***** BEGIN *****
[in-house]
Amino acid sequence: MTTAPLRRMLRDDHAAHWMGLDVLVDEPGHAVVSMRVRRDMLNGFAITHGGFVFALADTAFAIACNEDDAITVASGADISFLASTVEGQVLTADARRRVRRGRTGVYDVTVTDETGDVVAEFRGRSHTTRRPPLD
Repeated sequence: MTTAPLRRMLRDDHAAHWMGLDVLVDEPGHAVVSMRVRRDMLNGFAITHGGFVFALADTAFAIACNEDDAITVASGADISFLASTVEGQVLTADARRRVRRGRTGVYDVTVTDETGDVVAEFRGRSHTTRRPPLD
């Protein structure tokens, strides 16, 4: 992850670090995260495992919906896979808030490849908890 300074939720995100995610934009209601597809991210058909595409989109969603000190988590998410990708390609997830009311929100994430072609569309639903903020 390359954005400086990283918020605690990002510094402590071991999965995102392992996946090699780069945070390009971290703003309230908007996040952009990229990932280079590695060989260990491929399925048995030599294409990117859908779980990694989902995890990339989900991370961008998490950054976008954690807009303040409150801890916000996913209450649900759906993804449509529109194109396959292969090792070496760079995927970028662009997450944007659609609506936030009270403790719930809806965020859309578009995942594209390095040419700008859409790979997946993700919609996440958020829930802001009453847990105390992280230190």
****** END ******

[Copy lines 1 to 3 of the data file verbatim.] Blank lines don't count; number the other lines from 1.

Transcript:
[in-house]
Amino acid sequence: MTTAPLRRMLRDDHAAHWMGLDVLVDEPGHAVVSMRVRRDMLNGFAITHGGFVFALADTAFAIACNEDDAITVASGADISFLASTVEGQVLTADARRRVRRGRTGVYDVTVTDETGDVVAEFRGRSHTTRRPPLD
Repeated sequence: MTTAPLRRMLRDDHAAHWMGLDVLVDEPGHAVVSMRVRRDMLNGFAITHGGFVFALADTAFAIACNEDDAITVASGADISFLASTVEGQVLTADARRRVRRGRTGVYDVTVTDETGDVVAEFRGRSHTTRRPPLD